The first of the baby boomers are turning 60 this year - and the BBC is running a series of articles and interviews to mark the milestone. Here the BBC's Chris Hogg in Tokyo examines Japan's looming demographic problems.
They call it the 2007 problem here.
Japan's first generation of baby boomers born between 1947 and 1949 will retire next year. Together they represent more than 8% of the country's workforce.
Many of this first wave of boomers will retire at once because surveys suggest only about one in five corporations plans to provide jobs to those over 60.
So Japanese industry will lose the generation of highly skilled workers who helped drive Japan's recovery in the decades after World War Two.
"The baby boomers were the foot-soldiers of Japan Inc," says Prof Jeffrey Kingston from Temple University in Tokyo.
"They helped to build up Japan to become an economic powerhouse but sadly they also presided over the demise of Japan Inc when the recession hit in the 1990s."
Nonetheless today Japan's baby boomers enjoy a prosperity their grandparents could only have dreamed of.
They have become an important market, voracious consumers of cars, gadgets, appliances and other expensive goods.
They hold 10% of the total personal financial assets in Japan.
You might think then, that their imminent withdrawal from the workforce would worry businesses here.
Pull of the 'grey yen'
But some see the retirement of the baby boomers as an opportunity, not a threat.
Near Yamagata in rural Japan, north of Tokyo, the convenience store chain Lawsons has refitted a store to ensure it focuses on the needs of its older customers.
The countryside around the store looks green enough. But it is turning grey. Out here almost half the population is over 50.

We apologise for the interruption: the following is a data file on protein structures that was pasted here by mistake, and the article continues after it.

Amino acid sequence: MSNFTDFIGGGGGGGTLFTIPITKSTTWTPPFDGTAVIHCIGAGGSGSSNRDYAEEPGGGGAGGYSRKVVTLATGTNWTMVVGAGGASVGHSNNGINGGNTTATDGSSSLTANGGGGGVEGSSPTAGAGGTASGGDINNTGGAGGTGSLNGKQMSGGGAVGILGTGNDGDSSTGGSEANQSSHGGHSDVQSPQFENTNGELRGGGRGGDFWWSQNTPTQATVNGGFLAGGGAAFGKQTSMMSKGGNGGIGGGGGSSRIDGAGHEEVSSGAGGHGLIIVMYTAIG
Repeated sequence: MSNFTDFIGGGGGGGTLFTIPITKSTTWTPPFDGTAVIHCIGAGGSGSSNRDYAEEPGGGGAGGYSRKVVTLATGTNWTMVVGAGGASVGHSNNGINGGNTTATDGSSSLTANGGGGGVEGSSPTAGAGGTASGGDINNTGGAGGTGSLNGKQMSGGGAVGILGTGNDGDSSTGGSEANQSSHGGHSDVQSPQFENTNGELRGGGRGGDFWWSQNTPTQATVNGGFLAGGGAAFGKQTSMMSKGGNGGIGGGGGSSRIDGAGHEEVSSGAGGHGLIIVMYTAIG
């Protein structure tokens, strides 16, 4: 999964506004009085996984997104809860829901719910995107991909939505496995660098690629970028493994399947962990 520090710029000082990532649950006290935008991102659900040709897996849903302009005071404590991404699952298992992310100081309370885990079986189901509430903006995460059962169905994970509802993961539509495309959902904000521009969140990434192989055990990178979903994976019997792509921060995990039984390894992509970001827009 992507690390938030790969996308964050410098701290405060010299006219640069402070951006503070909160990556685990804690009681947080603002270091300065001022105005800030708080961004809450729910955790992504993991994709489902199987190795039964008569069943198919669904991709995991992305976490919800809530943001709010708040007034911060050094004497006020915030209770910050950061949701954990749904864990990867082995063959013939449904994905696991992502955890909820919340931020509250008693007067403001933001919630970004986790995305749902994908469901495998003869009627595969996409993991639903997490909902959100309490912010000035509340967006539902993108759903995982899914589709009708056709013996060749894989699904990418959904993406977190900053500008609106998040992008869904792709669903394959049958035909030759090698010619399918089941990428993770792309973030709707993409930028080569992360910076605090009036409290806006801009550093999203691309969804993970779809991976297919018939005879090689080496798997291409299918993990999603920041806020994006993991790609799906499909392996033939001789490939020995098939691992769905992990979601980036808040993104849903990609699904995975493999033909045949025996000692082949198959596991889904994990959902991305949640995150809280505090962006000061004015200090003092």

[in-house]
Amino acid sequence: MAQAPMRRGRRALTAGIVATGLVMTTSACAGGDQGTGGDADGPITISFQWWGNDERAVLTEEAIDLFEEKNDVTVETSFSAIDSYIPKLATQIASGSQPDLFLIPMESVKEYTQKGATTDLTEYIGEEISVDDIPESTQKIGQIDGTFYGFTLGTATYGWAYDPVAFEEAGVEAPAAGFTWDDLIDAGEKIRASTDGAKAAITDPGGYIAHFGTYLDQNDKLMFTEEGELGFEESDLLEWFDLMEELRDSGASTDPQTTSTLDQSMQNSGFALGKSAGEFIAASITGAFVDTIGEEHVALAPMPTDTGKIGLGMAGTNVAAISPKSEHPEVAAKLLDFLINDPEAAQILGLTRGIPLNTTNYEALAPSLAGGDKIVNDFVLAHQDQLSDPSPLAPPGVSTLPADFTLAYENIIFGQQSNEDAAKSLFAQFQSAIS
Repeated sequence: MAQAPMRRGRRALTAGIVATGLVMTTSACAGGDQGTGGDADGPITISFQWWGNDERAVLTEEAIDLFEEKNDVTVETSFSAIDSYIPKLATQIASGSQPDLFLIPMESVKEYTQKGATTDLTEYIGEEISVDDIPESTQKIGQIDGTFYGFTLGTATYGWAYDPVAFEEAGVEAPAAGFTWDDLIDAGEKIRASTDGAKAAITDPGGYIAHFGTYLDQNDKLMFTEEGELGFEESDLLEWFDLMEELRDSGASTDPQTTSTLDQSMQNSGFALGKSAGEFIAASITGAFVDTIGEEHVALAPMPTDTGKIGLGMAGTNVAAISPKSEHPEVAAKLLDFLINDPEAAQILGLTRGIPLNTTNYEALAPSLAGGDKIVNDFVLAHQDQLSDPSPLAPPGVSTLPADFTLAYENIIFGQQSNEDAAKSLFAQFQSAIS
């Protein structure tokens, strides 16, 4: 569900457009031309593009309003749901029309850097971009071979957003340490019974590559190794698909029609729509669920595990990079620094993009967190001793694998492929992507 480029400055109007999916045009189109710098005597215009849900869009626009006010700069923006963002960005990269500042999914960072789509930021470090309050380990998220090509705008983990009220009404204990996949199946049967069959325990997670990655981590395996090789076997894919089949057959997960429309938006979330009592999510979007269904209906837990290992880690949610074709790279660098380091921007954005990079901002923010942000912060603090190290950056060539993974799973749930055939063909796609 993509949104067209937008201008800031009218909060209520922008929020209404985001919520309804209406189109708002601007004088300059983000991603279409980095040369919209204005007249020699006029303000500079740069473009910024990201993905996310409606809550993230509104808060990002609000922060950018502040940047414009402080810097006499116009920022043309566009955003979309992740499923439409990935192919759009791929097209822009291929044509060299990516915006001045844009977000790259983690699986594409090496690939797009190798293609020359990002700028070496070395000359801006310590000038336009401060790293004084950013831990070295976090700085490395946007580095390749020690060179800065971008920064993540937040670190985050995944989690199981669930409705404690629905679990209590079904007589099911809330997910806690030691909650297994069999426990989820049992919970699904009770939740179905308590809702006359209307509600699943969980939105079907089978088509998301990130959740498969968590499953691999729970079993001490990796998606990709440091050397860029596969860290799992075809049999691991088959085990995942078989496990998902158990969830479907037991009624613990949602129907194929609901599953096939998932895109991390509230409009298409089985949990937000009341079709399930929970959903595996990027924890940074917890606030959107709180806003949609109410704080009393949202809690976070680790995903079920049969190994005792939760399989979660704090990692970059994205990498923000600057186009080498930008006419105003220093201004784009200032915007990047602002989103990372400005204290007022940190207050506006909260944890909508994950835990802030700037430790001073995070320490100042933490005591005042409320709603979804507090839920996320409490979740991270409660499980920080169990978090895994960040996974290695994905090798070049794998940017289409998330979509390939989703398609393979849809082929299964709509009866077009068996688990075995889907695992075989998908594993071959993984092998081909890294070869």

Until recently, though, only 5% of them shopped at Lawsons. Like most convenience stores it tended to attract younger customers.
Business is up after baby boomers' needs were catered for
So the company changed tack to try to attract the baby boomers.
The idea was pretty simple. Sell more things like reading glasses or hair dye and more baby boomers will come into your shop.
The price labels on the shelves are bigger than normal. Some of the staff are older too. And there is an area for the customers to sit around and chat once they have finished their shopping.
It works. Already four times more baby boomers are shopping at the store than before the refit.
The way the demographics are going, that is good business according to the company's Chief Financial Officer Eiichi Tanabe.
"We are now trying to broaden our customer base," he says. "Japan's population is shrinking so the market is not growing. Shifting our customer base is an urgent priority if we're to prosper."
But what about the baby boomers themselves. How confident are they about their future?
Birth of a new life
Yutaka Shibata has worked for 36 years for the electronics firm Toshiba and raised two children.
Now at last he has the time to enjoy himself and do the things he enjoys, playing tennis, singing in the company choir, learning to cook and travelling.
"For us this is kind of the start, the birth of our new life," he says. "My former life as a salaryman was just too busy."
But he is uneasy too about what lies ahead. He and his wife, like many of their generation, nursed their elderly parents at home as they grew more frail.
Yutaka Shibata: Good life now, but worries ahead
But his children, who were raised in the US when he was sent overseas by his company, have now married and settled abroad.
"We cannot expect them to take care of us," he says. "When the time comes for us to need more care we will have to do some research to work out where we can go."
Yutaka and his wife Junko are both very fit, playing tennis every day and watching their diet, so the day when they will need more care seems a long way off.
For now they and many of the rest of their generation have the money and the time to make the most of their "second life" of retirement.
But further down the road life may get a lot harder, as the country struggles to look after growing numbers of elderly people, with fewer and fewer youngsters to care for them.
Grounds for optimism
So should Japan be optimistic or pessimistic about the retirement of the baby boomers?
The academic, Jeff Kingston, sees a reasonably bright future ahead.
"It will stimulate services like the medical industry, the travel industry, robotics to address the needs of the baby boomer generation."
"Young college graduates could find the retirement of the baby boomers means there will be more jobs for them, and the boomers' savings and generous retirement packages could stimulate a consumption boom."
"Their retirement will open up new opportunities for the younger generation."